The AIRHAWK Seat Cushion
First, a little company background and theory on why it works; taken from the company website
“It’s only air, but it’s what we do with it that makes a world of difference…”
Shape Fitting Technology is a system of soft, flexible air cells interconnected by small channels that allow air to flow from one cell to another at a controlled rate. This is what sets ROHO Shape Fitting Technology apart from the others: the ability to protect the body from multiple forces – pressure, friction, shear, shock, and vibration – and maintain the same level of comfort and protection indefinitely.
ROHO products all have something in common – a valve that allows you to adjust the amount of air it holds. This valve lets you customize the product to your specifications and achieve your precise level of comfort. It is designed to perfectly match your shape and contour, redistributing your body weight to minimize pressure “hot spots.”
The pressure mapping photos below illustrate the difference between a conventional cushion and one using Shape Fitting Technology. Red and yellow areas in the first photo highlight pressure points. The second photo shows how the ROHO cushion redistributes the pressure over the entire surface area, allowing for better blood circulation and ultimately more comfort.
The manufacturing process
They use a neoprene rubber which apparently can’t be injection molded. So it’s a tedious process in which a mold is dipped into the liquid neoprene rubber repeatedly to build it up to the desired thickness, and then a combination of air curing and oven curing is used. The cells which basically look like a waffle on steroids are then attached to a backing, making sure each cell remains connected to its neighbors. This is done by hand. And according to ROHO it takes about 24 hours to complete each cushion!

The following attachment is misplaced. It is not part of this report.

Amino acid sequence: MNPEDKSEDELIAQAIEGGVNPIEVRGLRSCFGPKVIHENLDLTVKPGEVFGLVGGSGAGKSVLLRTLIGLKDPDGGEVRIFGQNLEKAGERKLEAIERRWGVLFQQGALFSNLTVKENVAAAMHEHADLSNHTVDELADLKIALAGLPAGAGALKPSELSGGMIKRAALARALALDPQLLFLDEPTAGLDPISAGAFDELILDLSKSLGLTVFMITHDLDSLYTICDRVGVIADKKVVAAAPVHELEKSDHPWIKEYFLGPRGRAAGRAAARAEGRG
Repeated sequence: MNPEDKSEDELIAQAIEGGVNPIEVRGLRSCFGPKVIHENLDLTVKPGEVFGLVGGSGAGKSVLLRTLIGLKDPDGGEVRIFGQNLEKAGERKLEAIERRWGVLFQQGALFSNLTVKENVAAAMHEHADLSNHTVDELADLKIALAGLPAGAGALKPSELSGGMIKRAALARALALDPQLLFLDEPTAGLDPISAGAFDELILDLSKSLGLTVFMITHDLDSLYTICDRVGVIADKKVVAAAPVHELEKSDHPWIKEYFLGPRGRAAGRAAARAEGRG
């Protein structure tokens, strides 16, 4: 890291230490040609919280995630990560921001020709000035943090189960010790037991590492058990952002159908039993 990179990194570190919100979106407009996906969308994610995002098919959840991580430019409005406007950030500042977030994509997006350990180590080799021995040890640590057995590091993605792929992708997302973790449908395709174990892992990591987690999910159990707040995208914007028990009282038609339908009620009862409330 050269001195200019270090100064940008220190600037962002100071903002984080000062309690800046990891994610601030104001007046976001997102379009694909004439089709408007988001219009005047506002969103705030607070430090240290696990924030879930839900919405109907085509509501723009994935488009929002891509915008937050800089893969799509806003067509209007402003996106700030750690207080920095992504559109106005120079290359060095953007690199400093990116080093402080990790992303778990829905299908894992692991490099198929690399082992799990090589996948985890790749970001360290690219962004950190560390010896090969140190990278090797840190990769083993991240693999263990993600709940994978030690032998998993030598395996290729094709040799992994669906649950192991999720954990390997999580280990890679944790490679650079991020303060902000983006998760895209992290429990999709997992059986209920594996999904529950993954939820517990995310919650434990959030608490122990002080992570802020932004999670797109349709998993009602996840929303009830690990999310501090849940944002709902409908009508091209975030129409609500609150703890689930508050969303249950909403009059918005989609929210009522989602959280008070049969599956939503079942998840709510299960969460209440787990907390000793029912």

This is perhaps the trickiest part of the whole deal. But once you figure it out it’s really a piece of cake. What you want to avoid is over inflation because this will make you feel like your sitting on a large ziplock filled with Jello, not good unless you’re into that kind of thing. On the other extreme, under inflated; and well it’s like sitting on the same uncomfortable seat you have always had. So here’s the trick: fill it up by blowing into the small filler valve (unscrew tip to open, screw back to close. See pic) Then sit on the bike, preferably on the center stand so you can get both feet off the ground in a normal riding position. Now slowly open the valve releasing air until there’s only about ¼” – ½” gap of air between your butt and the seat. This may take a few tries but once you’ve got it, you are good to go. Mine never seems to need any adjusting due to loss of air or anything like that, with the exception of the two leaks I’ve gotten over the last 4 years.Fortunately each pad comes with a repair kit and it’s about as easy as patching a bicycle tube; actually much easier because there’s no wheel or tire to remove just the fabric cover.
I’m not hip to exactly what the fabric is but it’s soft, quick drying and has held up extremely well. There’s a couple of straps attached that make it pretty easy to put on or take off and this leads me to another bonus of these pads. You can switch it between bikes. In fact I took mine with me on a 2 week ride in New Zealand where I rented a BMW 800GS from South Pacific Motorcycle Tours (more about my New Zealand trip here) I was told the 800GS didn’t have the most comfortable seat in the world but with my AIRHAWK it was sweet!
Since I got my AIRHAWK back in 2007 they have come out with a new more affordable series the AIRHAWK 2 and according to their website, this is the difference:
What’s the Difference?
The launch of AIRHAWK 2 has caused the question “What’s the difference?” to come up many times when people are reviewing our product. While the original AIRHAWK and the new AIRHAWK 2 are similar, there are some difference. These difference are outlined in the chart below.
The AIRHAWK isn’t for everyone; I’ve had friends that just didn’t like the feel. Some say they felt disconnected from the bike, but I love it and really appreciate the comfort it adds, especially on those longer rides. To me it feels totally natural. Maybe because I’ve ridden with it for over 4 years now but even when it was new I adapted quite easily to it and the level of comfort it provided. I would highly recommend this product and though the initial investment seems high, the overall CPR (cost per ride) is really quite minimal.
Thanks for reading, and as always leave your comments below.
Manufacturers website: airhawk.net